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Re: What's an em

From: Jelle Bosma <jelleb@euronet.nl>
Date: Wed, 2 Feb 2000 04:52:14 -0500 (EST)
Message-ID: <01bf6d62$dcbc1700$64646464@jel-nt.jelle.com>
To: <www-style@w3.org>, <www-font@w3.org>, "Just van Rossum" <just@letterror.com>
Hear, hear!

In Digital outline fonts the EM is a square which is a large as the point
size at any size.

Type designers will position the outlines in the EM in such a way
to make the point size the smallest possible line to line
distance in which the font should be used.

Actual character heights may vary within a family in
order to look as if they are the same.

The Baseline is at y coordinate 0.
The TypoAscender of the OS/2 table gives the ascender
The TypoDescender the descender.
The TypoLinegap together with TypoAscender and TypoDescender
is used to specify the recommended line to line distance
in relation to the point size.

Windows uses a separate WinAscend and WinDescend value
as a clipping zone and default line to line distance.

For non-Latin fonts where the original definition of these
values do not make sense, they are used to set recommended
and minimum line to line distance. This can be the EM, but
often larger in order to be able to mix with latin, whithout
having to change point size all the time.

Jelle Bosma

-----Oorspronkelijk bericht-----
Van: Just van Rossum <just@letterror.com>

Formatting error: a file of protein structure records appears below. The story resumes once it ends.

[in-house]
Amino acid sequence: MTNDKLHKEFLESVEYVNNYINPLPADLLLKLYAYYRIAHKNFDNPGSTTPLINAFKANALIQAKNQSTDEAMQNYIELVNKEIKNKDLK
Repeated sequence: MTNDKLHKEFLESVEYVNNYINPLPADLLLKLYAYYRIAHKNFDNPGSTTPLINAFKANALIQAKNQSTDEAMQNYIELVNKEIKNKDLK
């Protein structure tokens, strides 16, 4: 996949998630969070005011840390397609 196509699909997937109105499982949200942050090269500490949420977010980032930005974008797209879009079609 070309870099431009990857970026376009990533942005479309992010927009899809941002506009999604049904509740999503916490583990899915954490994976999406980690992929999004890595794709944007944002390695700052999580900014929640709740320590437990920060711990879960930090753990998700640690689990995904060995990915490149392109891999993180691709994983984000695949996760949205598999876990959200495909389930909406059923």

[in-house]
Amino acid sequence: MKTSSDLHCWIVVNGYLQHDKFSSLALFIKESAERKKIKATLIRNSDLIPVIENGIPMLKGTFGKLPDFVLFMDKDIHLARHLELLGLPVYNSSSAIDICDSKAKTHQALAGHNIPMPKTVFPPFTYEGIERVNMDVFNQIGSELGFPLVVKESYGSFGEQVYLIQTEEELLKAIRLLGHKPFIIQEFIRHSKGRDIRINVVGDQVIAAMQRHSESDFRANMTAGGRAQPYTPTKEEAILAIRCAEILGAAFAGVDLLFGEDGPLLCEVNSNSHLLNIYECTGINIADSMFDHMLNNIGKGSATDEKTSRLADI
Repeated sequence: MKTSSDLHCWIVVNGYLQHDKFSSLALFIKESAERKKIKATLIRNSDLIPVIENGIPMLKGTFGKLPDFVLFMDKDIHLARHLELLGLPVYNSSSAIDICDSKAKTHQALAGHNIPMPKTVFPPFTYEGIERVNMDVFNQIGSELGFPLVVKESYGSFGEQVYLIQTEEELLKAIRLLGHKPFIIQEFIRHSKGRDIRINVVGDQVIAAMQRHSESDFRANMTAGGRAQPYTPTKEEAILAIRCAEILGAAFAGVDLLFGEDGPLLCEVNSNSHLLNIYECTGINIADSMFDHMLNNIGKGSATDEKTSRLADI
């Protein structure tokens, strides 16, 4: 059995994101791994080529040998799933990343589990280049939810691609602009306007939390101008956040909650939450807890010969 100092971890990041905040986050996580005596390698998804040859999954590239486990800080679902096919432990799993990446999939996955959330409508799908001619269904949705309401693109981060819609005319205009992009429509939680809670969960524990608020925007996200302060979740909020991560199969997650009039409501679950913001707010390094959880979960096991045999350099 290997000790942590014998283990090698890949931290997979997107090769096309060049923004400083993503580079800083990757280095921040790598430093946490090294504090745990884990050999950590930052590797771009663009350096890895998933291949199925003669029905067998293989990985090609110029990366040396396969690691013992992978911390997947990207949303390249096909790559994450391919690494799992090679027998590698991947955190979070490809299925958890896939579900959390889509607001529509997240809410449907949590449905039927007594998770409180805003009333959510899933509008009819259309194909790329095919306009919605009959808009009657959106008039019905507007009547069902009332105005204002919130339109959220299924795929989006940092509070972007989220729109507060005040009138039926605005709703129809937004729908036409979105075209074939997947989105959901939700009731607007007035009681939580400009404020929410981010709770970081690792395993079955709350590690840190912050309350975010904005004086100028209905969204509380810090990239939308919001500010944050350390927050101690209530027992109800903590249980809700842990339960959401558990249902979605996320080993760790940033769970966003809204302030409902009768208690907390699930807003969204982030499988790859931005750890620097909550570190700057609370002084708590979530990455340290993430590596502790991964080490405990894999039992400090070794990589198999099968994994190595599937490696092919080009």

Aan: Karlsson Kent - keka <keka@im.se>; www-style@w3.org <www-style@w3.org>;
'www-font@w3.org' <www-font@w3.org>
Datum: dinsdag 1 februari 2000 23:07
Onderwerp: RE: What's an em

>You can discuss this 'till you drop, you're not going to get a definitive
>answer. The fact that you already found so many (contradicting) definitions
>only means one thing: there is no true definition.
>However, the only *useful* definition is that of point size, since it's the
>only one that's exact: eg. TrueType has a value called unitsPerEm. If a
>font has 1000 units per em, it means that when set at 12 points, 1000 units
>in design space are 12 points in user space. That's all there is to it.
>(Don't ever start measuring letters: it's a dead end, since it's not exact
>by definition. Take two simple lowercase letters 'o', one light, one very
>heavy. Scale them so they are exactly the same height. View at small size.
>The bold one looks smaller.)
Received on Thursday, 3 February 2000 10:24:54 UTC

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